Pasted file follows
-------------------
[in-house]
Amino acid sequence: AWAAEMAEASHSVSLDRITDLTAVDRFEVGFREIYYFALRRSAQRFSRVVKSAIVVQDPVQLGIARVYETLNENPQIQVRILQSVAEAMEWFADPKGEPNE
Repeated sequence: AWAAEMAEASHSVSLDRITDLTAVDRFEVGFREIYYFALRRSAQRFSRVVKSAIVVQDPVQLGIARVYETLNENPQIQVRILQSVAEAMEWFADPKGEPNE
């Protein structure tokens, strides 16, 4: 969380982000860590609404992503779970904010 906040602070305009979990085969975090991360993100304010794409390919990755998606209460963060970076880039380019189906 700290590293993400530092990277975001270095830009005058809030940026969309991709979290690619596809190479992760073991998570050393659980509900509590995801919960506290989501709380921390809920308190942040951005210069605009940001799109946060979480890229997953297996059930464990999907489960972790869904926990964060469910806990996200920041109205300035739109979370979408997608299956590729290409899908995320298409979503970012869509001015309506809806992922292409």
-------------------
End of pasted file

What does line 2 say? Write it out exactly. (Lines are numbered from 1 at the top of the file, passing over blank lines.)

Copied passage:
Amino acid sequence: AWAAEMAEASHSVSLDRITDLTAVDRFEVGFREIYYFALRRSAQRFSRVVKSAIVVQDPVQLGIARVYETLNENPQIQVRILQSVAEAMEWFADPKGEPNE